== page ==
Nothing is as constant as change. Especially in IT, where new technologies are constantly evolving. While just about 10 years ago, the BW Accelerator was still the latest craze, this technology has now been replaced by the new in-memory generation. This development forces customers to rethink their IT landscape.
However, the emergence of new technologies, such as HANA combined with S/4HANA, bear many uncertainties for customers. Do I still need a business warehouse? Are my investments safe? In this article, I answer these questions and dispel uncertainties.
SAP BW was first introduced to the public in 1998, in those days the star scheme was already used in InfoCubes and there was also an Excel interface. In 2000, the PSA (Persistent Staging Area) was introduced and the star scheme was simplified. From 2002 to 2003, data from non-SAP systems could also be obtained and XML support was introduced. From 2004 to 2006, SAP BW became part of NetWeaver and BPS (Business Planning and Simulation) became part of BW. In the period from 2006 to 2009, the design tools BEx Query Designer and Web Application Designer were updated and a graphical interface for ETL processes was introduced. Starting 2010, as data volumes grew, BW Accelerator (BWA) and Layered Scalable Architecture (LSA) were introduced to improve performance.
After the appearance of the HANA technology, BW was declared dead several times. But do dead ones really live longer? Are there still arguments today that speak for BW? Let's look at it together.
Distributed System Landscape
Most companies nowadays have a diverse system landscape composed of multiple ERP and legacy systems. In this case, a business warehouse, which brings the data from the different systems together, is necessary.
Complex business transformations, such as data cleansing and consolidation, must be performed to make information easy digestible. A BW system is predestined for such tasks.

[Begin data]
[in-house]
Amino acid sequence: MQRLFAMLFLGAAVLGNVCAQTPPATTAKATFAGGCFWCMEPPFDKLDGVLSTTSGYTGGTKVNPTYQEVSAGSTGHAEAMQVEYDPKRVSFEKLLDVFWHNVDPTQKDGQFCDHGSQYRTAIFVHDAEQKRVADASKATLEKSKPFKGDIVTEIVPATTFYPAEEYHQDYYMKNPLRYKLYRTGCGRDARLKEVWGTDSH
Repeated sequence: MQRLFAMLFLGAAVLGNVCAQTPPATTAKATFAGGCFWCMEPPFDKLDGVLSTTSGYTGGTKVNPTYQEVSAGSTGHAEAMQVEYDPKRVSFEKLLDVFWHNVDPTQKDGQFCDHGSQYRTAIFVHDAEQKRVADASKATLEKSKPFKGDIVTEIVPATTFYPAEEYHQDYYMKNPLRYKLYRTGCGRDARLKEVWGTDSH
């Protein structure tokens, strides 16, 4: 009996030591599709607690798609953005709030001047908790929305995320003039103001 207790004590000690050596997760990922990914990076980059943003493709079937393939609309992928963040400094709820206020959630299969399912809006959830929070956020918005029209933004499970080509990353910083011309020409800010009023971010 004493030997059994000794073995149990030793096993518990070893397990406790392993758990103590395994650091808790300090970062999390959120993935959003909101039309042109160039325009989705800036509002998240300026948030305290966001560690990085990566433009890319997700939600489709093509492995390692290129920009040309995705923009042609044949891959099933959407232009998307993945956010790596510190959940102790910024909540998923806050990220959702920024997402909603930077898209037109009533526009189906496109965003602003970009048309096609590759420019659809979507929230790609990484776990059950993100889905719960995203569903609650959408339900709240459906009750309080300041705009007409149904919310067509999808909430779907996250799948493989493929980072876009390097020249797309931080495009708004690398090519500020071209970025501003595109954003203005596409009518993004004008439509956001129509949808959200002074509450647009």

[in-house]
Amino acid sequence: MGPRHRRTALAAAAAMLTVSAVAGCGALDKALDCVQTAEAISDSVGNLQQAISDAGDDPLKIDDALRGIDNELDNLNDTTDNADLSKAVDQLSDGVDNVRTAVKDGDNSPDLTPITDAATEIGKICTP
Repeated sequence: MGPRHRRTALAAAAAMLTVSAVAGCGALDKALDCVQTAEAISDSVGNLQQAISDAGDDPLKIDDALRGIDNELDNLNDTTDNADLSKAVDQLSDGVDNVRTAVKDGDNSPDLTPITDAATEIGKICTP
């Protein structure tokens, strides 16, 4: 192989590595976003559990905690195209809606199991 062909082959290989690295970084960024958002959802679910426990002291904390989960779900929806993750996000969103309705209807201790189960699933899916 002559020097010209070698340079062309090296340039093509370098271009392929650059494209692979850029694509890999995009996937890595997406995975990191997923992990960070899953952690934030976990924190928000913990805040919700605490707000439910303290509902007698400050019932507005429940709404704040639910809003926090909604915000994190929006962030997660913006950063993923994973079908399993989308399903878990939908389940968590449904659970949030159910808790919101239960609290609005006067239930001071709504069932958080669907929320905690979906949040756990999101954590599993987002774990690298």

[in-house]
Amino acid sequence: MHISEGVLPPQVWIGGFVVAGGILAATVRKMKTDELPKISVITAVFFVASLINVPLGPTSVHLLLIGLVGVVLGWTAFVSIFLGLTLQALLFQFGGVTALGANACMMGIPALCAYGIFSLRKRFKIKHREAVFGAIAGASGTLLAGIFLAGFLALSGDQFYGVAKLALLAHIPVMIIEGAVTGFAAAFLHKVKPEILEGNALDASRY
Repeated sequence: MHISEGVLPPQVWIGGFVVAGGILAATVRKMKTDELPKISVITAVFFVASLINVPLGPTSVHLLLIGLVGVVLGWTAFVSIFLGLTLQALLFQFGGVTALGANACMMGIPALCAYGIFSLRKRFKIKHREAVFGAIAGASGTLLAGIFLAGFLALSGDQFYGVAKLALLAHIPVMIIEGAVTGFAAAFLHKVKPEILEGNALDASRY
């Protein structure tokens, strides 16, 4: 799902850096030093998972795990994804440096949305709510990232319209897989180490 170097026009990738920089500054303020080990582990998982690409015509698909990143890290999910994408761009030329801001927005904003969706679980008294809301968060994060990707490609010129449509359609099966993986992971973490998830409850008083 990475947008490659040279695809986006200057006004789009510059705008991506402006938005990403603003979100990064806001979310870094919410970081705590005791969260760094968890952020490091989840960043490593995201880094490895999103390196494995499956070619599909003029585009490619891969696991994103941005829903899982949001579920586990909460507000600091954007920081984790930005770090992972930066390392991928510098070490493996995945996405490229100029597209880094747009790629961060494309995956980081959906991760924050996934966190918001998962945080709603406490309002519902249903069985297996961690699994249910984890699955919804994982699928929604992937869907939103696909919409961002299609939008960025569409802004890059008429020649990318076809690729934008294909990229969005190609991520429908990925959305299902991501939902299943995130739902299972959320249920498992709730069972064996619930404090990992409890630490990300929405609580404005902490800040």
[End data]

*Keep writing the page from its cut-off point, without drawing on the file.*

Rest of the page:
Reduced Costs of Information Management
The cost of information management is reduced by storing all information in one place. This information can be aggregated and evaluated according to various aspects, for example by product group or country. And you can be sure that the evaluated product group represents the same product range in every country.
Single Version of Truth
Businesses still need to combine data from multiple sources, not just ERP. When data comes from external sources, the need to cleanse and harmonize them is much higher. Without BW, which is highly suitable for cleansing and modelling data, we cannot achieve the "single version of truth".
Evaluation of time series
S/4HANA is, without doubt, suitable for operational reporting. Thanks to the structure of the HANA database and computing power, the embedded analytics components allow a fast and flexible evaluation for small amounts of data in real time but are less suitable for time series.
For corporate reports, a corporate memory is indispensable. Otherwise, reports from previous periods cannot be created when the CCA, PCA, organizational hierarchies or chart of accounts changed. For this task, only BW is suitable.
In recent years, we've witnessed how data volume has grown from megabytes to gigabytes to terabytes. Over the next few years, there is likely to be an explosion in data volume, especially from unstructured data. It would be naive to believe we can handle this data volume with the corresponding complexity on a single S4HANA system without sacrificing agility and flexibility in doing so.
Another important aspect is the standard Business Content delivered with SAP BW, which covers many standard scenarios. Developments without business content are very time and cost intensive.
In addition, the governance aspect also plays a role. For example, SAP BW is usually handled less strictly by many customers because reporting may sometimes fail. Agile development approaches are used, which also allow mistakes. On the other hand, if S/4HANA fails as an ERP system, trucks will no longer be leaving the yard. Since the availability of S/4HANA is much more critical, it makes sense to separate the systems.
The bottom line is that it is not a matter of choosing either BW or S/4HANA. Rather, it's about using the advantages of both BW and S/4HANA in a targeted manner and separating operational reporting from Business Warehouse.
In the future, the BW PSA layer may be replaced by direct access to the HANA source system altogether. This removes another layer between BW and ERP, which brings the systems closer together.
In addition, SAP Data Warehouse Cloud promises pre-built templates to integrate with SAP and other data sources, as well as the powerful capabilities of SAP HANA. It should also simplify the setup and operation processes. At the same time, the costs should be reduced. So, the question is not whether HANA will replace BW, but how HANA can improve BW.
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